Swim and relax in the hot pools. This is possible in Iceland and is considered a long tradition. There are over 150 different hot springs on the island, one of which is definitely worth visiting during your trip. Find out more about six unique thermal baths below.
The fact that Iceland is the largest volcanic island on earth is due to its special geographic location on the Mid-Atlantic ridge. This unique location also explains the large number of thermal springs. As travelnews writes, locals have been using these hot springs for bathing and relaxing for centuries. Today, more and more tourists are attracted by the natural spectacle. Because: What should not be missing on a trip to Iceland, whether in summer or winter, is a visit to such a bathing beach.
Which thermal springs in Iceland should you definitely see? TRAVELBOOK reveals it.
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Established in 1992, the Blue Lagoon is perhaps Iceland’s most famous hot spring. The largest bathhouse, believed to be a tourist magnet, is located in the center of the lava field. In addition to bathing, water also helps fight psoriasis (psoriasis) and other skin diseases. The water temperature is a pleasant 39 degrees Celsius. Cons: Admission prices start at 59 euros. More information can be found here: www.bluelagoon.com.
Also interesting: Hveragerði hot river
Myvatn natural bath
In the north of Iceland, there is an outdoor geothermal pool on Lake Myvatn, Iceland’s fourth largest lake. Since 2004, visitors have been able to enjoy the sulfuric water with a temperature of 36 to 40 degrees, which is said to help with various respiratory diseases as well. A special feature that can be experienced with a bit of luck during your visit is the Northern Lights, which can be seen in the sky from around 9:00 PM. The entrance fee is around 42 euros. More information: www.myvatnnaturebaths.is.
Gamla Laugin (Secret Lagoon)
Gamla Laugin means “old pool” and is also known as the Secret Lagoon. Established in 1891, it is the oldest thermal bath in the country. The water temperature is similar to other thermal baths and ranges from 38 to 40 degrees Celsius. The entrance fee is 20 euros per person. A visit is especially worthwhile if you are in the capital Reykjavik as it is only 50 minutes away by car. More information: www.secretlagoon.is.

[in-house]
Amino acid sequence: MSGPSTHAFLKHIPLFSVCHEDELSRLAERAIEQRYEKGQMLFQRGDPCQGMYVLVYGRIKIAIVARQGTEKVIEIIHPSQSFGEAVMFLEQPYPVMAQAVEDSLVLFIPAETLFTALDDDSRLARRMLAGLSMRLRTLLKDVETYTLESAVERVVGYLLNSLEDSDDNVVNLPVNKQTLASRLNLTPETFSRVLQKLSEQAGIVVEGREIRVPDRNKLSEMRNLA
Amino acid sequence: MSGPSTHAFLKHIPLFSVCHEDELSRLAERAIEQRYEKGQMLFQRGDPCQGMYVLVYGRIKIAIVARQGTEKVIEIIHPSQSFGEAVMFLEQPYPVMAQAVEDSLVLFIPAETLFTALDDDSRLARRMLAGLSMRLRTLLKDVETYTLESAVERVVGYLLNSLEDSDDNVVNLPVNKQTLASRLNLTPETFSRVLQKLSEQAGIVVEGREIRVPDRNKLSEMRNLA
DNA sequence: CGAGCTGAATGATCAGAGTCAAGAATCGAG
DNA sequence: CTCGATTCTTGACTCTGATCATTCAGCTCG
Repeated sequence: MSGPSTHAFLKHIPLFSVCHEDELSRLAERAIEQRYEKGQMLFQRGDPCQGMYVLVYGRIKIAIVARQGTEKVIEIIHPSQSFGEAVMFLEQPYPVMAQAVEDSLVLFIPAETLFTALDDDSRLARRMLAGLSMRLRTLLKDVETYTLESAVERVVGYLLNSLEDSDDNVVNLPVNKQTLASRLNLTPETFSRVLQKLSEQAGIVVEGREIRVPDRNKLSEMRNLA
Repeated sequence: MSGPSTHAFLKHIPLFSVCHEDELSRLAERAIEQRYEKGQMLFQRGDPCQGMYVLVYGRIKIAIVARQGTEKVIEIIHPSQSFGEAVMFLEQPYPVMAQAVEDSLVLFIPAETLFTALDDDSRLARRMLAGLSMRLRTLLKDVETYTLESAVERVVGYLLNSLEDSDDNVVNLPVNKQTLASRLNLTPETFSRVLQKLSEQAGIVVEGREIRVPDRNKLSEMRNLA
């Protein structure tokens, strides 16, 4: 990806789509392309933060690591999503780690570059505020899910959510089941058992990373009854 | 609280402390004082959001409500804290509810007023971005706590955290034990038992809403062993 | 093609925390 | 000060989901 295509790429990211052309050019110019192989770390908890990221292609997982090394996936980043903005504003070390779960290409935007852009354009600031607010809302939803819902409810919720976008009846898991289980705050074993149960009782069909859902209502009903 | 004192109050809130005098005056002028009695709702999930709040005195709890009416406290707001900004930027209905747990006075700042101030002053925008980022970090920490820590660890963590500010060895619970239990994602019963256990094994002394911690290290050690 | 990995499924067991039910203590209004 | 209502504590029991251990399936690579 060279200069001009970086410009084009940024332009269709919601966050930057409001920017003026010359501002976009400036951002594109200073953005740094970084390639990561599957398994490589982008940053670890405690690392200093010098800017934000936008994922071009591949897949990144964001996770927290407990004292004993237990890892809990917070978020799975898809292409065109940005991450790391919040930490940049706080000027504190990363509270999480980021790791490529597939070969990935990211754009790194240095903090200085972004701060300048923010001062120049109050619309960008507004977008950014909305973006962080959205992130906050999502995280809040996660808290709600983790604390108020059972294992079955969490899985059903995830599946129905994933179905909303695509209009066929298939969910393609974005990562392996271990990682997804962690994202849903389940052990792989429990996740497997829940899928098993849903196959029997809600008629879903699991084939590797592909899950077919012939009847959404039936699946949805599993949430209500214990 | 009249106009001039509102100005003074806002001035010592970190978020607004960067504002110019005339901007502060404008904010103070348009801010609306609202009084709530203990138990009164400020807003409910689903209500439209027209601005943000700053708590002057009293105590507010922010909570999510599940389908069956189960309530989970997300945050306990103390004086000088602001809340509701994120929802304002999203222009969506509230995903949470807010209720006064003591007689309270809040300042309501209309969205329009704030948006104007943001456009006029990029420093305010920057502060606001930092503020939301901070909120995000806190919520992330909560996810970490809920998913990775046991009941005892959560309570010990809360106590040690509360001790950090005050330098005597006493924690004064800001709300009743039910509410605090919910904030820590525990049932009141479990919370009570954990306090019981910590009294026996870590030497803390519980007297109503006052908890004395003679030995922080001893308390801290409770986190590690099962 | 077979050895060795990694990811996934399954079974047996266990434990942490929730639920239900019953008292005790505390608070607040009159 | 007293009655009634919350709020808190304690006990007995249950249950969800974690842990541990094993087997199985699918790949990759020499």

Haugane’s hot cauldron
On the black lava beach of Sandvíkurfjara in northern Iceland, there is a thermal spring consisting of three different metal pools with different temperatures. These so-called hot pots are located directly on the beach and offer visitors a unique sea view. The temperatures range between 30 and 39 degrees Celsius, so hot tubs are also good for those who don’t like hot weather. Pros for the fact that you can sometimes watch whales while bathing and the price of just 7 euros is very cheap in comparison. More information can be found here: www.ektafiskur.is.
This geothermal spa, located near Akureyri, opened in late May 2022. The water temperature is between 39 and 42 degrees Celsius, the entrance fee is 43 euros. More information: www.forrestlagoon.is.
The last hot spring listed here was opened in May 2021 and is located on the outskirts of Reykjavik. Therefore, a visit is especially recommended if you are in the country’s capital. From the Sky Lagoon you have a direct view of the Atlantic. You can relax here with the water temperature ranging from 38 to 40 degrees Celsius. Here, too, you have to swallow something upon entering, which costs 58 euros. For more information, visit www.skylagoon.com.